26a15-sigilyphToday I get a tantalising glimpse of something I really wish the Pokémon games would spend more time on: the history of the Pokémon universe.  There are a fair number of ancient ruins in the Pokémon world left behind by some now-defunct civilisation and there’s not a whole lot we know about them – personally I put this down to the fact that the archaeologists of this world are (speaking as an archaeology student) even more frighteningly incompetent,  if that’s possible, than their zoologists.  What we can figure out for ourselves, however, is that Pokémon were quite as important in the past as they are in the present, and a few in particular – such as this bizarre-looking creature, Sigilyph.  Sigilyph’s curious appearance has a vaguely Native American feel to me but I don’t know a lot about American archaeology – I think a friend of mine said she looks sort of Hopi?  The text of her Pokédex entries doesn’t draw on Native American themes so an alternative possibility is that they just started drawing and kept going until they got something that looked entirely spooky and alien – and either way, it worked.  Sigilyph are mysterious Pokémon indeed; they’re found only in a desert in south central Unova and supposedly patrol the former boundaries of an ancient city, attacking intruders with their formidable psychic abilities (actually, if this is the kind of thing you have to contend with, maybe it’s not surprising that all archaeologists in the Pokémon universe are adventurers and treasure hunters).  The Pokédex claims that they “remember” guarding this city in the past, and while I don’t trust the Pokédex as far as I could throw it that is interesting.  Given that Sigilyph are powerful psychics, I suppose it’s possible that those memories could be passed on telepathically but it’s also possible that they simply have absurdly long lifespans, or just don’t age at all.  Either way, the fact that this species is apparently unique to the area that used to be that city and single-mindedly devoted to protecting its ruins suggests that they had a very special relationship with the people who lived there – I half suspect they may even have been created somehow by the ancient Unovans.  I think it’s a really fascinating concept with a lot of room for development.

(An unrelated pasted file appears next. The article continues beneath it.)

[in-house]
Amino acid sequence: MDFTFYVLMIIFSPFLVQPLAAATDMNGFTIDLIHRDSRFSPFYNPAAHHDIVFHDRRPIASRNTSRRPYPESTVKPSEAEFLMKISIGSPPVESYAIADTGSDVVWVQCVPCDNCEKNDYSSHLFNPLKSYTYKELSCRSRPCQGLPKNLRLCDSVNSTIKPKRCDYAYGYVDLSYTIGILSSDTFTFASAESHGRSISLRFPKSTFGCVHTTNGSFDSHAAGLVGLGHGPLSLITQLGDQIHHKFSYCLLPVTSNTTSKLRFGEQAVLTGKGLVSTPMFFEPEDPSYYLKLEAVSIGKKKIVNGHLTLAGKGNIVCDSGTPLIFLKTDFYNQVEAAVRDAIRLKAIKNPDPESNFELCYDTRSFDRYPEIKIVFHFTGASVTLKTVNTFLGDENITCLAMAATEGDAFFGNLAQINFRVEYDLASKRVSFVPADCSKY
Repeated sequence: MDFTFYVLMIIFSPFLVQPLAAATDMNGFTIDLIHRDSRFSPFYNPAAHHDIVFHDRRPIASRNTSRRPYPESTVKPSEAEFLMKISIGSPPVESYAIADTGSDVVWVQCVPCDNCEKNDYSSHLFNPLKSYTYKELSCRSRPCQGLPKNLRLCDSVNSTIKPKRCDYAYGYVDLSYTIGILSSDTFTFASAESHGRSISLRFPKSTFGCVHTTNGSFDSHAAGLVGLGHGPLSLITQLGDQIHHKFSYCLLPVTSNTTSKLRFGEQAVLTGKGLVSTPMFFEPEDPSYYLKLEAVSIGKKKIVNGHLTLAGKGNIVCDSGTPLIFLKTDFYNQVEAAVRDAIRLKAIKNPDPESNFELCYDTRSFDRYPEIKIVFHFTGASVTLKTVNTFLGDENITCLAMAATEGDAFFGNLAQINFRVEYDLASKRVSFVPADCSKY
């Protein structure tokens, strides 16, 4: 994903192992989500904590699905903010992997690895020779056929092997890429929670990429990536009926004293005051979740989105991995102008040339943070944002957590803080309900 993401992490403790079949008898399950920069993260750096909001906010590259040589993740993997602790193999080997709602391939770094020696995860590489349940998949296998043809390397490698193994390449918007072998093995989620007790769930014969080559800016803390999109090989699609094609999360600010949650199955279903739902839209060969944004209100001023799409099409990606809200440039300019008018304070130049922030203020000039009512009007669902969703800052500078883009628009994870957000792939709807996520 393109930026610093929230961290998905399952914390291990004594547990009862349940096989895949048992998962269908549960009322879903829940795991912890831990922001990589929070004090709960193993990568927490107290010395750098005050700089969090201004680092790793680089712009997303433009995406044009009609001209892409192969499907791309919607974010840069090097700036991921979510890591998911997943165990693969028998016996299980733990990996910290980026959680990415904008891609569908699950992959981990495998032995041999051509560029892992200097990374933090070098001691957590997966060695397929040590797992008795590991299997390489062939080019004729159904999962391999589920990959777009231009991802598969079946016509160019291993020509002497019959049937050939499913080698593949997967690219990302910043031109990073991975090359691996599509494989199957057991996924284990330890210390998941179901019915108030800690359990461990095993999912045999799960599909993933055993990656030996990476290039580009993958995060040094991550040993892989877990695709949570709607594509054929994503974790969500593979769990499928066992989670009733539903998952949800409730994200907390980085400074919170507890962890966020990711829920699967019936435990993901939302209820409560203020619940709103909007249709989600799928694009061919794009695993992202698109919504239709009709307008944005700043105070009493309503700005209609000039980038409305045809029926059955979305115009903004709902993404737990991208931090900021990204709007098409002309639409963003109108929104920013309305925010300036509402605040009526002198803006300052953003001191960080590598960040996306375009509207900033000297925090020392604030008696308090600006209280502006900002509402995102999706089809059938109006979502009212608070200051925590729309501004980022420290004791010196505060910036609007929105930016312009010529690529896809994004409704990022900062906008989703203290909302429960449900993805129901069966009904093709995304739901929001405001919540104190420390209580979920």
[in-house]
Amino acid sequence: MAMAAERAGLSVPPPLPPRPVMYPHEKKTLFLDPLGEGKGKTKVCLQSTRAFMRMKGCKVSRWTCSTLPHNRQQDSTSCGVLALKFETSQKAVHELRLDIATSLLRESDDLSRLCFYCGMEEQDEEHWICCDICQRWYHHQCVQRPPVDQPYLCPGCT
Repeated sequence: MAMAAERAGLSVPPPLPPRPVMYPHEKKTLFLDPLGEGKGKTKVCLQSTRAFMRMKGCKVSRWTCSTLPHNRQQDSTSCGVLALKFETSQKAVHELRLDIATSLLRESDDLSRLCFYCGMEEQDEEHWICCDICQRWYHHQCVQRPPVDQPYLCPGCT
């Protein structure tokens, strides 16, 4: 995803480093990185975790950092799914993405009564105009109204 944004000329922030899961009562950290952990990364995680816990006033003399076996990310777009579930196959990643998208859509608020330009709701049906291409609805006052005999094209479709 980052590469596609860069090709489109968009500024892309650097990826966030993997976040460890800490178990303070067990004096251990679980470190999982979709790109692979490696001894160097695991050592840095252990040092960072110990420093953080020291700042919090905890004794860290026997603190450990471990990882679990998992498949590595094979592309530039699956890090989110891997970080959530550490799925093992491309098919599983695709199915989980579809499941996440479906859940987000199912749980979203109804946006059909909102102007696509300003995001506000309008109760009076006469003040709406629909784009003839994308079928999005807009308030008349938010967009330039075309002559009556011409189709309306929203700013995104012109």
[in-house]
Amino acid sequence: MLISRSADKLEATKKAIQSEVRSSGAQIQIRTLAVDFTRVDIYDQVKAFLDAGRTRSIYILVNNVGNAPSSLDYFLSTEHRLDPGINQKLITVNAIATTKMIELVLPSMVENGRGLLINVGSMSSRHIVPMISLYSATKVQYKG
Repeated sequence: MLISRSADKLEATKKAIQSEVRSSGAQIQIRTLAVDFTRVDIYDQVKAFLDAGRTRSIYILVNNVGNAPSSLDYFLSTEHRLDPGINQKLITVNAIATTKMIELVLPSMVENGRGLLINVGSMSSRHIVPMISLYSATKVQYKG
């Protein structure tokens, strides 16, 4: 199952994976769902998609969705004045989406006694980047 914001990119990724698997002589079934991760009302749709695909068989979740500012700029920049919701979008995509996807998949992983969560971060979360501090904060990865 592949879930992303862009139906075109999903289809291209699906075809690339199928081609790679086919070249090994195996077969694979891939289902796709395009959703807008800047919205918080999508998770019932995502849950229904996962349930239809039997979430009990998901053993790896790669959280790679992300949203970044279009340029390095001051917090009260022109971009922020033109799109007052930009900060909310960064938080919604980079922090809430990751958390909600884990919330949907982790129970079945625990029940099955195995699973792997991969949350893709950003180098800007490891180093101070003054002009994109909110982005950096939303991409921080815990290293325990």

As I mentioned before, several existing Pokémon, mostly Psychic-types, are strongly linked to ancient civilisations.  Bronzong were once worshipped because of their power to control weather, Baltoy and Claydol were apparently born from ancient figurines exposed to a vague and poorly-understood animating force, Volcarona seems to have been viewed as some kind of solar deity by the same people who are connected with Sigilyph, and many legendary Pokémon, of course, used to be involved in all kinds of shenanigans in ages past.  The most notable one, though, is probably Unown.